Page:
I've also continued to work on my knitting. I decided to knit a hat for my brother-in-law. It's always so hard to think of gifts for him, but I think this will be perfect. Of course, the pattern I picked for him has cables and I'd never done those before so this was a learning experience, too. I was pretty obsessed with getting this done while I was on a roll, so this slowed down my quilting quite a bit. But I'm pleased with how this turned out, too:

You can see the design better with the hat on my head (not an easy picture to take!):

It probably needs to be blocked to look better, but I'll probably just leave it like this.

The other thing I've been working on is putting more stuff on the beaded embroidery for my sister:

I'll probably add just a few more little beaded flowers before sewing it into a pouch, but it's very close to being finished.

 On a very sad note, my sweet little Buttercup is missing:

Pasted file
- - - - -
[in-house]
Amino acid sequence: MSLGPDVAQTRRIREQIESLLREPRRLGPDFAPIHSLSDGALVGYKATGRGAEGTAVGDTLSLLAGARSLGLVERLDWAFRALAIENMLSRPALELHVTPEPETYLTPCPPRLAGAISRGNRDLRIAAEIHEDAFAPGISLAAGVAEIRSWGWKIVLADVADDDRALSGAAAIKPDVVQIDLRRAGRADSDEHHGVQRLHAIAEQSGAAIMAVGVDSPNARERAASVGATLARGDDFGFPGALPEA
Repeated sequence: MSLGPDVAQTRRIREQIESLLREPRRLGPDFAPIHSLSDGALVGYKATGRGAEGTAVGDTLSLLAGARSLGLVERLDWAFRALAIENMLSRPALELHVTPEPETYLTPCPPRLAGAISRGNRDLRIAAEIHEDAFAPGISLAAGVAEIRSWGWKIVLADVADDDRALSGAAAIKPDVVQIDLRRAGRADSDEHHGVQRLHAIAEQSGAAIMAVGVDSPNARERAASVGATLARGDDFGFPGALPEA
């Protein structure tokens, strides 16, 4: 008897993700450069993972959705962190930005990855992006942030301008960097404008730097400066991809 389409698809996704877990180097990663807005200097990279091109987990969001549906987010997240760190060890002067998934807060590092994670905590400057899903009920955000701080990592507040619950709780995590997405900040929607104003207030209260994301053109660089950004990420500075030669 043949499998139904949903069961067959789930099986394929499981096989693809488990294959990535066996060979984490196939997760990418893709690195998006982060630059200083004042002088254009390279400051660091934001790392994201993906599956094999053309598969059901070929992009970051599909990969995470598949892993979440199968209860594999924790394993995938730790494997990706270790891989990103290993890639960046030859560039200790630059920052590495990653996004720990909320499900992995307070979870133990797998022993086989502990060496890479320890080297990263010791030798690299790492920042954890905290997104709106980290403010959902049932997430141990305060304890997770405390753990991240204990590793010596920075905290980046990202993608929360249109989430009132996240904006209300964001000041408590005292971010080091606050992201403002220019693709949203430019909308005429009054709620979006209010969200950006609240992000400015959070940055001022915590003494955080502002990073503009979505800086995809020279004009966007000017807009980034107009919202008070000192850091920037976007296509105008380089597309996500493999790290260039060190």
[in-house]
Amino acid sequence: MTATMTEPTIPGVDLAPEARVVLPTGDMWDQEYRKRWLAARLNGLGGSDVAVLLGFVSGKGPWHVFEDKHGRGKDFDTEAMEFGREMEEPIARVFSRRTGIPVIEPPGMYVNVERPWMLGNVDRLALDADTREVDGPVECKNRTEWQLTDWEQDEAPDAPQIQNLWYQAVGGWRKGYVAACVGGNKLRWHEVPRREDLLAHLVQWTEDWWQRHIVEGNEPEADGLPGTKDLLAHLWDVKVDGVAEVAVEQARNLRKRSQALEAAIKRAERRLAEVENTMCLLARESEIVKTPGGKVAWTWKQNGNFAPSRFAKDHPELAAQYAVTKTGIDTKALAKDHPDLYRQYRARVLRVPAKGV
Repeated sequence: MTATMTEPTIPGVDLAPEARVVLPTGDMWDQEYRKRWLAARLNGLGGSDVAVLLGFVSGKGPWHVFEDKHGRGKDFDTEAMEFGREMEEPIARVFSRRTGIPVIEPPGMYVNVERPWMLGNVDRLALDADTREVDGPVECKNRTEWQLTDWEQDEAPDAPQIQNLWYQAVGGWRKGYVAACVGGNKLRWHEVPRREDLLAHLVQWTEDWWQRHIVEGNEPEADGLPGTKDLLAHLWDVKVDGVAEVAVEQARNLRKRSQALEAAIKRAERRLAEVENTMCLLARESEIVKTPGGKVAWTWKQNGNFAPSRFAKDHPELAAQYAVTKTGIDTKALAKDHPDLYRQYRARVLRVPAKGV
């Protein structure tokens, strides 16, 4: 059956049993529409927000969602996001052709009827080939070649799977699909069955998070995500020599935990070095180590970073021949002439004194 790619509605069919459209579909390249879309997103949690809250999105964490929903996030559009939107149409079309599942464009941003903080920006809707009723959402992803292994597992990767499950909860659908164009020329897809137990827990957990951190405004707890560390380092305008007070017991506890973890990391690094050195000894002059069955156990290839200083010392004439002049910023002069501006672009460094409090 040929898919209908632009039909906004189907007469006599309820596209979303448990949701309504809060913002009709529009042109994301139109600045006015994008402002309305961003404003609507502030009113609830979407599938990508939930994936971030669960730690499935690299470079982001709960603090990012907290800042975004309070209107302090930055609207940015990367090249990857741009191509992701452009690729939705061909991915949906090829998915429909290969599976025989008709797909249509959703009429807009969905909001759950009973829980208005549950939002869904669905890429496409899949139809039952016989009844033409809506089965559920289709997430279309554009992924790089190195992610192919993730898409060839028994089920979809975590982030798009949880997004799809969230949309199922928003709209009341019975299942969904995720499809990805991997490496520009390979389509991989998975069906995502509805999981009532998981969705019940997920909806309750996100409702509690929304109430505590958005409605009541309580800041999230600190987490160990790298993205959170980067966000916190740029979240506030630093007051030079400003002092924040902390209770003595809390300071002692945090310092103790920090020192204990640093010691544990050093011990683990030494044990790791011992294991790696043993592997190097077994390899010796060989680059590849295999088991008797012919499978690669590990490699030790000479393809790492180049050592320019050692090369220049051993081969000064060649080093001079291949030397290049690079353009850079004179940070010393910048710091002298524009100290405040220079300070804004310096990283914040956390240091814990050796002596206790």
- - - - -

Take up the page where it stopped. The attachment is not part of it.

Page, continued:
She went outside yesterday morning and never came back. As you can imagine, I'm very upset. It hasn't been very long and I keep watching for her, but I know her and I know that she would have been home by dinner time last night if she could have been. My only hope is that somehow she got into somebody else's house and they'll give me a call when they see the fliers. But knowing her, that's extremely unlikely, too. So, I'll leave you with a couple more pictures of my sweet baby girl and I'll let you know if she shows back up.



Sunday, November 29, 2015

Lake House Romance - Feathered Hearts Done

Hi all -